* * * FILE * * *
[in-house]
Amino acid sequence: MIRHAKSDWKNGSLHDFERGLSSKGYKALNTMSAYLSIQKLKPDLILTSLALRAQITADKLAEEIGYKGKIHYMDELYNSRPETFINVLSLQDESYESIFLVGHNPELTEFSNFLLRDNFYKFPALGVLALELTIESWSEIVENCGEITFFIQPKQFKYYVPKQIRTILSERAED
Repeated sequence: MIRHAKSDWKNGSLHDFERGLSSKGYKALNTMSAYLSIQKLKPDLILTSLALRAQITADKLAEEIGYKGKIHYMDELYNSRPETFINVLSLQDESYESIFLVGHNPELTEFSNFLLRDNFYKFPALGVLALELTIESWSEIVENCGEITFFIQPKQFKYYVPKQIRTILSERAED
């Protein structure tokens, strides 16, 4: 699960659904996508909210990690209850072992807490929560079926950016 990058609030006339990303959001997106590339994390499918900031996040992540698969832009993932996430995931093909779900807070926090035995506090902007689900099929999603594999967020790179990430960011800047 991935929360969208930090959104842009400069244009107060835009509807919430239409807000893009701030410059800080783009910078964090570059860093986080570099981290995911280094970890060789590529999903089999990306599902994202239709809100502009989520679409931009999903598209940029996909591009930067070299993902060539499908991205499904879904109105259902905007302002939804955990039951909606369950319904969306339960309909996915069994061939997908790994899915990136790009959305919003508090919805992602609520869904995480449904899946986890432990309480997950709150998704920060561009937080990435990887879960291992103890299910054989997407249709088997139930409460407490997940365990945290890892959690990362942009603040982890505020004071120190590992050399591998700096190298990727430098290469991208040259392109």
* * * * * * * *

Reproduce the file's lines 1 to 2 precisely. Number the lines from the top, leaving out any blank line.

[in-house]
Amino acid sequence: MIRHAKSDWKNGSLHDFERGLSSKGYKALNTMSAYLSIQKLKPDLILTSLALRAQITADKLAEEIGYKGKIHYMDELYNSRPETFINVLSLQDESYESIFLVGHNPELTEFSNFLLRDNFYKFPALGVLALELTIESWSEIVENCGEITFFIQPKQFKYYVPKQIRTILSERAED